Sunday, June 4, 2017

The Houses of Miami Suburbia (specifically south of Miami)

A couple of weeks ago it was MUCH too hot for our Sunday morning/afternoon walks to continue. So we went on a drive. And I convinced Sterling to slow down a 'little' bit so I could take pictures of Miami houses. Because it has been such a cultural experience to live here---everything from the people, the food, the traffic, the way everything is run from convenience stores to fast food to church to school systems. And the other day we were watching a tv show and both of us nearly jumped out of our skin and said "That's Miami!" it's just that...unusual and immediately noticeable. Miami has a vibe all it's own. We still say it's the only place is the US you can go to medical school and not really be in the US at all. We definitely had our ups and downs (we might be a LOT more distrusting of landlords and customer service now) but we really enjoyed SOOOOO much of Miami. Especially some of the amazing people in our ward. Today in church Sterling and I looked at each other during the sacrament and he whispered "only one prayer!" and then when I picked up a hymnbook I thought "There's only two books for this bench. Oh wait, we only need one language." And then of course, there were no headsets for translations. Not one single lady kissed me in greeting when she introduced herself today. The person at Walmart yesterday spoke English and actually knew where the item was that I was looking for. There are a LOT less bright things here. Less hot pink and turquoise and yellow and blue. The houses look like average houses. I mean, we're still in Florida so we've still got palm trees and cockroaches (Sterling and I jinxed ourselves because we have been in this apartment two days without seeing a single bug and we were thinking HALLELUJAH....and then I just killed a cockroach. Without Sterling. Because he is back in Miami for a week. That was very, very sad. When I live somewhere, someday, without those things---I will be one very, very happy person.)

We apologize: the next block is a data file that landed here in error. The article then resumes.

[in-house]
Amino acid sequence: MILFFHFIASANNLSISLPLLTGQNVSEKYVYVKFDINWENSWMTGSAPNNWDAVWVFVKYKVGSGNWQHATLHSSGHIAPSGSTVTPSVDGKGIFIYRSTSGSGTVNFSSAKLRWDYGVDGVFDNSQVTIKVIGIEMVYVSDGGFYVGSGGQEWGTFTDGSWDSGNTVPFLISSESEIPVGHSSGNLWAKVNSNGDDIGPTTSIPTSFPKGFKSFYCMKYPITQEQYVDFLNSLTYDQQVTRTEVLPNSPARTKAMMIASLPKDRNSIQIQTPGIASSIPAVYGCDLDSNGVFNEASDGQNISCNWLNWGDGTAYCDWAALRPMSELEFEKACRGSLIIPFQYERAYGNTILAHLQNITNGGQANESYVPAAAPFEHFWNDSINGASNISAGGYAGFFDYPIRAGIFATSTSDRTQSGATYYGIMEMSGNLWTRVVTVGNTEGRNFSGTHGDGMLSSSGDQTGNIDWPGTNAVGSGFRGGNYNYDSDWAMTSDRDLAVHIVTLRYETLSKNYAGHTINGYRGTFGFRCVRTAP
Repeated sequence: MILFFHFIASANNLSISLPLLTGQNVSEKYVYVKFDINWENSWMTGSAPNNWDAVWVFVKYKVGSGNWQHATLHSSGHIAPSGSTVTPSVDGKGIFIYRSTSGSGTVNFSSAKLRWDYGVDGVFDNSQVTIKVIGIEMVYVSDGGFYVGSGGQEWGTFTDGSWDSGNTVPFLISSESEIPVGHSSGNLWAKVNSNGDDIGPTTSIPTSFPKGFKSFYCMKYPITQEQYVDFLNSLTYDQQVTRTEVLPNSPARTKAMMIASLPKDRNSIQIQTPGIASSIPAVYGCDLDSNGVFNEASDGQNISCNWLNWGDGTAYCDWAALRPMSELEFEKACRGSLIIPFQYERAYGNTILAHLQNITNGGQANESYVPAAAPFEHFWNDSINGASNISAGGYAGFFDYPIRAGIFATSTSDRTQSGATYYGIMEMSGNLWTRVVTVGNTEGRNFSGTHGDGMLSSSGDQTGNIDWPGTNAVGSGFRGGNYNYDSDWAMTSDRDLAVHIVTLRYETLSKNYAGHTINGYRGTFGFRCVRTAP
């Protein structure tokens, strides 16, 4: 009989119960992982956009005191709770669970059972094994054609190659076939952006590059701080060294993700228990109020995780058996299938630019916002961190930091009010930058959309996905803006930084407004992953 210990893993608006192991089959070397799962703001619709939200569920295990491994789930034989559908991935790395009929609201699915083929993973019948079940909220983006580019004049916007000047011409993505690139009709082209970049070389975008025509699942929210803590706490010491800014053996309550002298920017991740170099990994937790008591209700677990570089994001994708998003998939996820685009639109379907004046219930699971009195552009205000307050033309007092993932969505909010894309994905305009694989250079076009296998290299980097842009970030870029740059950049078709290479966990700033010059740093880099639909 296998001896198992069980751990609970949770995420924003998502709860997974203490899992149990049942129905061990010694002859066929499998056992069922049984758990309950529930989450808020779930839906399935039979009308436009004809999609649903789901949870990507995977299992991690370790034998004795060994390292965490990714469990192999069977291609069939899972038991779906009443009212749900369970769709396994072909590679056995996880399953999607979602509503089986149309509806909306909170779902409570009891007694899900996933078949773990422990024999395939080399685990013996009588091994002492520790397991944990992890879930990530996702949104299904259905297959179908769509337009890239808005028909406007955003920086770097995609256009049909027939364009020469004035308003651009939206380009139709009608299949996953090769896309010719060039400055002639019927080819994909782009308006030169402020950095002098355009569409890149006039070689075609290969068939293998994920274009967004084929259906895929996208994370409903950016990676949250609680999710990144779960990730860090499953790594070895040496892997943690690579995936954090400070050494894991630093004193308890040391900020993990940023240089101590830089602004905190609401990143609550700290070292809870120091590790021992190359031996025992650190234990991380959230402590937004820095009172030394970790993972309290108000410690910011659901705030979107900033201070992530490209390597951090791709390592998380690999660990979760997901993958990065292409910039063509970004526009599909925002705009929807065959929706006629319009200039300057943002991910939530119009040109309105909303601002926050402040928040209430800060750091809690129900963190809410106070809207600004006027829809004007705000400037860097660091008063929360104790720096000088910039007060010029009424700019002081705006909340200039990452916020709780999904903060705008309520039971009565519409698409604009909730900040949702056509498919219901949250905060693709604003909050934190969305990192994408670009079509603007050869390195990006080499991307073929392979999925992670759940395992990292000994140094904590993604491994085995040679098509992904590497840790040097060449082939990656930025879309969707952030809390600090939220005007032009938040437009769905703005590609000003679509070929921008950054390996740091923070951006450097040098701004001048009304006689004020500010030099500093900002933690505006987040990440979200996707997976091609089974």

Anyway--on to the houses. I had wanted to take pictures of the houses for a while to give some of the flare and flavor of Miami. But then we were too lazy to drive to the city. And then Sterling just wanted to drive up and down Old Cutler Rd because it is gorgeous and along the ocean. But that means--these pictures are the RICH flavor of Miami where they all live right on the ocean with a yacht behind them. Still fun to see. Like I read in a magazine that a person spent $9 million on a home in this area and then another $32 million completely redoing it the SAME WAY to keep the old community vibe of Pinecrest. They are right on the ocean and they definitely pay the money for it. 
Most of Miami does not have curbs. They also don't post road signs--they have them on the ground like the cement block pictured above. 

Sooooo many canals. I think this is why traffic is always so bad. You can't take back roads because there are no through streets--canals cut through in the oddest ways and the majority of streets end and turn, you really have to stick to the main roads. 

Everything grows SOOOOO incredibly fast. Most people have maintenance workers cut their lawns/tree/bushes twice a week. It's a jungle.

Sooooooo Miami. Most houses have an outside entry way thing that is gated before you actually go into the house. And pretty much everyone has a tile roof like that.

It's hard to see here, but this one has an entire courtyard fenced off in front. Obviously, like I said, we were driving past the NICE areas of Miami, but they even have things like this on little ones.

The banyan trees that overlap above you. I will miss that. Although--I have seen some pretty banyan tree lanes in Delray, so I guess I get to enjoy that a bit longer!